I confess, yesterday we went to a 5:30pm Saturday evening mass and while sitting at church relaxed (maybe too relaxed) trying to be mindful of what is going on, my mind wanders and started thinking about my massive lilac tree. It was a beautiful sunny November day yesterday and had a chance to work in the yard. After doing some the chores of weeding and leaf blowing, I saved some bonsai work for last. I repotted a very old butterfly bush and I studied the branches of my massive lilac. The root base (nebari) is roughly 19 inches wide and for a lilac, it has to be very old. My estimate is around 75 years old. Although it will be very big as a bonsai, keeping this lilac as a landscape tree will not be appreciated to its maximum potential. I decided about 2.5 years ago when I collected this tree from a client that I will turn it into a large bonsai. By carving out some of the large branches and allowing new ones to grow, I can envision this tree becoming anywhere between 3 to 4 ft tall. This year it actually produced some flowers and they were white. If you’re familiar with lilac, the flowers emit the most amazingly sweet aroma. I was drawn to it yesterday as most of the leaves have fallen and now, I see the branches. My mind must have continued to think about this tree as the many task I want to do to continue developing this tree. This is where my mind started to wander off while sitting at church yesterday. I was contemplating on the possible future pot for this massive tree. With the size of the tree, the pot will have be custom made. It is currently in a large 3 x 3 box plastic pot now in just regular soil. I’m inclined to repot this tree late winter or early spring (probably in a wooded pot for now) using either pure pumice or a mix soil ( mostly pumice, some akadama, and lava. Since it’s so large it will take a lot of soil. Using akadama in the mix will be very expensive while pumice is inexpensive and more readily available. I know it works because, I have another lilac in pure pumice and it’s going gang busters. Back to the pot and thinking what my options are, I’ve narrowed it in my mind that it will be an oval pot with matted glaze or some dirty white color with light moss green or blue (see photo below for a sample pot). It will probably be at least 10 to 12 inches deep. It’s will be massive. At this point, my mind is back to paying to the church’s mass.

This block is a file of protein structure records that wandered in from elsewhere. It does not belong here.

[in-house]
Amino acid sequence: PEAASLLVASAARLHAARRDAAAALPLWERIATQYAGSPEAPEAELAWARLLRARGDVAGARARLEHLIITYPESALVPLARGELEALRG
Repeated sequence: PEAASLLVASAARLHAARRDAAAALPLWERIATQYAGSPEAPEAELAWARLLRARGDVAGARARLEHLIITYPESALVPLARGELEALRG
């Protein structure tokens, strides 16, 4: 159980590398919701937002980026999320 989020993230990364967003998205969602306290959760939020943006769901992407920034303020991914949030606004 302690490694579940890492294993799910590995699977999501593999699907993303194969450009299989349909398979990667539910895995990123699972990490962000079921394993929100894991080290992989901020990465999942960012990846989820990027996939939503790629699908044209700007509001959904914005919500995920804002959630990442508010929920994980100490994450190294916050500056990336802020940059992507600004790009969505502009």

This tree was the same tree I was carving when I posted
Thus the title of this blog Bonsai is Addicting and It’s Good For You. Now, just to be clear, I have no experience with addiction due to chemical dependency and I’m no doctor but I define addiction as something that brings you back to that thing time and time again and it occupies your thoughts frequently. From my limited perspective, Bonsai can be that thing. Once you have some success with bonsai, here’s what happens and why it can bring you back time and time again:
- A tree designed into a bonsai can be styled and develop to look appealing to the eyes.
- By developing a tree into a bonsai, it can potentially provide “instant” gratification and happiness by seeing it become beautiful.
- But of course a tree is alive and will need continued care. You have to water, prune, wire, fertilize, repot that tree.
- Given the correct care, the tree will continue to look better and mature in time.
- As the tree get’s better in time, the more satisfaction, fulfillment, you get, and the happier you become.
- The happier you become with one tree, you want to repeat the process with another tree.
- While you accumulate more trees the existing trees will continue to give you happiness.
- Unfortunately for some of us, the process gets repeated too many times until there are more trees that can be handled by one person.
I suppose the word addiction has a bad connotation and I shouldn’t apply that to the art of bonsai. Here’s the thing, if bonsai brings someone happiness repeatedly and naturally, then it doesn’t matter what we call it, we should have more of it.
Here’s my simple explanation to this based on my limited research and explanation. Studies have shown that being in nature and with trees can induce the release of dopamine or endorphins in our bodies. I’m expanding this study to include bonsai since it’s natural and it’s a tree. This is the feel good chemical that our own brain pituitary gland releases when we experience something euphoric (such as orgasm) or even when we are in so much stress, pain, or during and after exercise. They sometimes call this “runner’s high” when after a strenuous run, it’s followed by feeling good. That’s our own brain releasing a morphine-like chemical. Once you feel that “high”, you want to do it again and want more of it. Now, bonsai may not be an activity you would equate to “orgasm” or “high” but I can tell you that there could be some stressful moments. Carving a tree, repotting (could be stressful to some), bending a trunk or a branch. At higher level bonsai activities, there are those stressful moments but very rewarding as well. You may have to make a seemingly difficult cut on a tree to take that tree into a higher level of beauty. But then after all that stressful work, you come up with a beautiful tree it’s hard to explain the feeling to someone who has not done it. The bottom line is this; bonsai can be addicting when it’s done right, but the result is feeling good about a tree and it is rewarding. Feeling good about something usually replaces stressful feelings. Therefore I conclude that it must be good for you.